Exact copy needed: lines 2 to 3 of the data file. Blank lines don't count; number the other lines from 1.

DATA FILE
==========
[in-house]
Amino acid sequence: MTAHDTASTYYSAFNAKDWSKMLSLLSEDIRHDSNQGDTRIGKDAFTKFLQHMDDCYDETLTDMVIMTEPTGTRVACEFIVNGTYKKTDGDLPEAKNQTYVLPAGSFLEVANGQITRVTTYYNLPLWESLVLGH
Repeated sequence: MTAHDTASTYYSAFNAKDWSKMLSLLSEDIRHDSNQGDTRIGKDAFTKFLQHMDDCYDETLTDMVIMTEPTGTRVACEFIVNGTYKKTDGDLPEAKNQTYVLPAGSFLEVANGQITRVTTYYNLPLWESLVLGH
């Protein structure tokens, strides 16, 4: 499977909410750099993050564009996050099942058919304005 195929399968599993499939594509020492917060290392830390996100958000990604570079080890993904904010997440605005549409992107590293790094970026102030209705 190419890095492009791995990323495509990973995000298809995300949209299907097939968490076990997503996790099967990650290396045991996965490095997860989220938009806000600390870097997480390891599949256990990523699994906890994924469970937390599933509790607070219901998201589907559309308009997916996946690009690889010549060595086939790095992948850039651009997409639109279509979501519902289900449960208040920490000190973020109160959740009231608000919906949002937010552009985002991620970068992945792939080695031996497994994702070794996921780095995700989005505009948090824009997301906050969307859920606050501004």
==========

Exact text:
Amino acid sequence: MTAHDTASTYYSAFNAKDWSKMLSLLSEDIRHDSNQGDTRIGKDAFTKFLQHMDDCYDETLTDMVIMTEPTGTRVACEFIVNGTYKKTDGDLPEAKNQTYVLPAGSFLEVANGQITRVTTYYNLPLWESLVLGH
Repeated sequence: MTAHDTASTYYSAFNAKDWSKMLSLLSEDIRHDSNQGDTRIGKDAFTKFLQHMDDCYDETLTDMVIMTEPTGTRVACEFIVNGTYKKTDGDLPEAKNQTYVLPAGSFLEVANGQITRVTTYYNLPLWESLVLGH